SIGNUP FOR eNEWS
Outlaw Motorcycle Gangs in Australia – Incidents of Violence
A number of outlaw motorcycle gangs (OMCGs) in Australia have been categorised as a ‘criminal threat’ by law enforcement agencies. This has led to a push by state and territory governments for ‘anti-bikie’ legislation that aims to nominate these groups as ‘criminal organisations’ and permit control orders to be issued on individual OMCG members. One of the primary concerns with this approach is the lack of empirical data regarding the nature of this ‘criminal threat’ and that this may lead to well-founded accusations of moral panic. The aim of this project is to document the number and types of violent incidents involving OMCGs across Australia, from 2005 until 2012, to assist in determining the validity of this ‘criminal threat.’
Project Lead: Dr Ruth Delaforce
The Australian Private Military and Security Industry
The private military and security industry is a significant part of global security governance, particularly since the end of the Cold War. The industry has its major headquarters in the USA, UK and South Africa, managing offshore operations in high risk locales. There is a diverse range of activities, including static security for infrastructure and assets, personnel protection, and involvement in combat support roles for peacekeeping or military operations. The industry highlights the merging of public/private interests, policing and military roles, and international and domestic security concerns. The aim of this project is to conduct a systematic review of the private military and security industry in Australia, of which limited information has been available. The review includes data collection and analysis on the range of Australian-based companies engaged in this sector, their scope of activities, geographical reach, and demographic profile.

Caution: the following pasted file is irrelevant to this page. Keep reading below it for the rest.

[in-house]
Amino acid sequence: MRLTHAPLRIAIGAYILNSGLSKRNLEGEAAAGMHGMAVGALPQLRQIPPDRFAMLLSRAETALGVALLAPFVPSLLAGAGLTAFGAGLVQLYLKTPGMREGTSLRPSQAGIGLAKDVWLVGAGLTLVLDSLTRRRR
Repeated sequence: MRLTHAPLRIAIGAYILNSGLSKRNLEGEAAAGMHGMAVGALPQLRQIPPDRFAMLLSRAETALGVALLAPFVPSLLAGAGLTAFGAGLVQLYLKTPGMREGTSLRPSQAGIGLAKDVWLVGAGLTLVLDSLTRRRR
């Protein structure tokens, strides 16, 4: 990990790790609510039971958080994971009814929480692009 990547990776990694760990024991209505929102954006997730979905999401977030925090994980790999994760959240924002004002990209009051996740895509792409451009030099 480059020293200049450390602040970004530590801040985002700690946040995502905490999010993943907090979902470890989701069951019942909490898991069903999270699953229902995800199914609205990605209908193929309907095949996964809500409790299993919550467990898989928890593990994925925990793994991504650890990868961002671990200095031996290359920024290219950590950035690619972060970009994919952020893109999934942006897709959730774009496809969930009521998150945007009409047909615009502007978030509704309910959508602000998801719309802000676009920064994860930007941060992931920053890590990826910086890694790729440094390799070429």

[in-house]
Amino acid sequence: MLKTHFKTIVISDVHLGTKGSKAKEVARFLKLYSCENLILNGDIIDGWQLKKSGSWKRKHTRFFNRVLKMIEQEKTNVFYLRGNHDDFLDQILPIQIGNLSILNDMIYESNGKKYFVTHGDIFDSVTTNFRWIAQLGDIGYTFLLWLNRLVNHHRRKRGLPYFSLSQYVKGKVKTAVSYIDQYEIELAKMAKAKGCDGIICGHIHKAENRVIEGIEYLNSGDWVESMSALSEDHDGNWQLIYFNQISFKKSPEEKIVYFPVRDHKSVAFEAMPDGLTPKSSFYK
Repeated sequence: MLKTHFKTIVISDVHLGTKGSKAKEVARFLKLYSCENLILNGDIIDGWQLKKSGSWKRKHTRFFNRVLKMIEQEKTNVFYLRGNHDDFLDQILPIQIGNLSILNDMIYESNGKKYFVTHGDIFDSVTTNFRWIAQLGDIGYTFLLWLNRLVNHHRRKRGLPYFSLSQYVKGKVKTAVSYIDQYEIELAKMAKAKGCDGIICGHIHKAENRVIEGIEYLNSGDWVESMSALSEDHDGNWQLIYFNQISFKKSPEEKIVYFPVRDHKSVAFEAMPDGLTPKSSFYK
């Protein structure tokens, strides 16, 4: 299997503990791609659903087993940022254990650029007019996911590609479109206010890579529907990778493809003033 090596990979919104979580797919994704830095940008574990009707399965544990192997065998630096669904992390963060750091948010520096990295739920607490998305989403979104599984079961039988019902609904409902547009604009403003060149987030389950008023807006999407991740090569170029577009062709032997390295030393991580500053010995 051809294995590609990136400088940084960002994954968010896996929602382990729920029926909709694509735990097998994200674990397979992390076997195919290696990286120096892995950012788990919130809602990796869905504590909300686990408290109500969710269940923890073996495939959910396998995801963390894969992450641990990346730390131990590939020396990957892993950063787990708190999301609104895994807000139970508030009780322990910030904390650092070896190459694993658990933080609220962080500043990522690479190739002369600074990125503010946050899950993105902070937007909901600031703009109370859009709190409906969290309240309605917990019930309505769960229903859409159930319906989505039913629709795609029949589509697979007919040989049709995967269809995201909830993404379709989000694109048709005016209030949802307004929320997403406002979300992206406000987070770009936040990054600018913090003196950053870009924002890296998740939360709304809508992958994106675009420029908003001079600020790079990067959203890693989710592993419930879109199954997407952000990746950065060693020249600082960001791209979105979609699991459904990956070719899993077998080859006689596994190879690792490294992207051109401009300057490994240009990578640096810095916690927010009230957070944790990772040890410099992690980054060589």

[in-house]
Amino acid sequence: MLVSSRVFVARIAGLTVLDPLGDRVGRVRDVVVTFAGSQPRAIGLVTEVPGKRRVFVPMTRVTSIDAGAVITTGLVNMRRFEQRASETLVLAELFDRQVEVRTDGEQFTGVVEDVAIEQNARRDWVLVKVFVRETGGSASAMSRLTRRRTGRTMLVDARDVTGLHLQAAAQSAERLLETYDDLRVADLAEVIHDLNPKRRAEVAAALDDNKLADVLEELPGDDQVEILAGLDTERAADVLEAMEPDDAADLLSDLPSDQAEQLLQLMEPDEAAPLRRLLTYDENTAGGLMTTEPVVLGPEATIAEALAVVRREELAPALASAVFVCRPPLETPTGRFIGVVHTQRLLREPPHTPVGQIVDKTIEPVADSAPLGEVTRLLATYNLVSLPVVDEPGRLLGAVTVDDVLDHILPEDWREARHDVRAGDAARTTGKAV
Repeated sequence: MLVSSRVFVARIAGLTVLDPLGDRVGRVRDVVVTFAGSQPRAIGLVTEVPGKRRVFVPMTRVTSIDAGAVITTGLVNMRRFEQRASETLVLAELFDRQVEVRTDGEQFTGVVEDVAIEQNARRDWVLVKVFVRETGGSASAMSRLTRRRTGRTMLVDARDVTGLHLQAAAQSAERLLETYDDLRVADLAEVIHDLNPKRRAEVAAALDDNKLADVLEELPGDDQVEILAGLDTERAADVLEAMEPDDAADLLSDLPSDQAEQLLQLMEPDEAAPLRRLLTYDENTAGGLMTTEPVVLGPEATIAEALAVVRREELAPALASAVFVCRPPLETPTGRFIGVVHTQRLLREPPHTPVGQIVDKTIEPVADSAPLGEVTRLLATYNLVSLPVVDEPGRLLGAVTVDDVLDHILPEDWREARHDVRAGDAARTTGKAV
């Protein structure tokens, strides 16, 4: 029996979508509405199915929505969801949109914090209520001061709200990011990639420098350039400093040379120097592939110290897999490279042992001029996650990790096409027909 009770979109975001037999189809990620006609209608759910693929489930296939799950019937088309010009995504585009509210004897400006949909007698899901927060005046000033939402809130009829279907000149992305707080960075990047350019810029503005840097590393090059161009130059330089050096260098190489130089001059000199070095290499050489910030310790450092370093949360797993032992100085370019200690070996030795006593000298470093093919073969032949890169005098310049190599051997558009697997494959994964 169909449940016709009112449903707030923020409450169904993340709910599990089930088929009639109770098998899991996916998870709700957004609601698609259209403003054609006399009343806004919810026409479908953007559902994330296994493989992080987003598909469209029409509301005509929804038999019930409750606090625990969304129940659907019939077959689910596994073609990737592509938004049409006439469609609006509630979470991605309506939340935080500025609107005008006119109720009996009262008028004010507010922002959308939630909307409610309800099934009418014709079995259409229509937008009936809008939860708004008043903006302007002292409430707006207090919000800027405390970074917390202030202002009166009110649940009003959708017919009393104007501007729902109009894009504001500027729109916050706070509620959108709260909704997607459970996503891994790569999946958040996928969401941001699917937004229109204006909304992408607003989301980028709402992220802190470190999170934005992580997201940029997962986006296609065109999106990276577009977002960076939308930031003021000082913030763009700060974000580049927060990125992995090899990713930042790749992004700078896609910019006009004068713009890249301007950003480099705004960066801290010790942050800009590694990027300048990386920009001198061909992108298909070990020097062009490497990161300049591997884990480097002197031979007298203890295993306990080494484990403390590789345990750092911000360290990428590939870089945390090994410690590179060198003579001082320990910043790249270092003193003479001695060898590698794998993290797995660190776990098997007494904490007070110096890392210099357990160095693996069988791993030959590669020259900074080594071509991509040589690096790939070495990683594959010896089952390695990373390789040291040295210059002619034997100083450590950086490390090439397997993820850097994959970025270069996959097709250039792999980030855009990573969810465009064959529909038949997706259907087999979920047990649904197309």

Research assistance for both projects is being provided through the Criminology Undergraduate Research Internship Program (CURIP). This program offers the most promising senior undergraduates (2nd and 3rd years) in Griffith University’s School of Criminology and Criminal Justice an opportunity to participate in more ‘hands on’ experience in real world research settings. The internship program enhances the learning experiences of undergraduate students by providing a meaningful link between coursework and applied research work. Broader aims of the program include building professional relationships between staff and students, and strengthening the undergraduate research culture.
Project Lead: Dr Ruth Delaforce
Audit of Police Interventions in Diverse Communities
- Collated data using ANZPAA’s network of Liaison Officers nationally. This data includes strategies that have been implemented in the field during 2008 to 2010.
- Completed a series of in-depth interviews with police officers in three policing jurisdictions nationally (Australian Federal Police, Queensland Police Service and Victorian Police).
- an overview of Flemington as a suburb;
- an outline of perceived crime/safety/policing issues (from both the perspective of the community and of local police);
- a review of Victoria Police policy documents and their support for community policing initiatives;
- a map of the network of agencies providing services to the community which respond to various aspects of identified crime and safety issues (highlighting the nature of their roles and relationships with other organisations including the police); and
- interviews with police and representatives of community focussed organisations and agencies designed to investigate the operation of the network - that is, the factors that facilitate and limit its ability to respond to community safety and crime issues (broadly defined).
- Presentation of a paper on The public gets what the public wants: Public trust and confidence in the police at Tasmanian Institute of Law Enforcement Studies, City University London, the Academy of Social Sciences in Australia and the British Academy, University of Tasmania, Hobart 10-11 December 2009.
- The paper presented was subsequently published in a special edition of Policing: A Journal of Policing and Practice.
- Bull, M. (2010). Working with others to build cooperation, confidence and trust. Policing: a Journal of Policing and Practice, Special Issue 4(3), 282-290.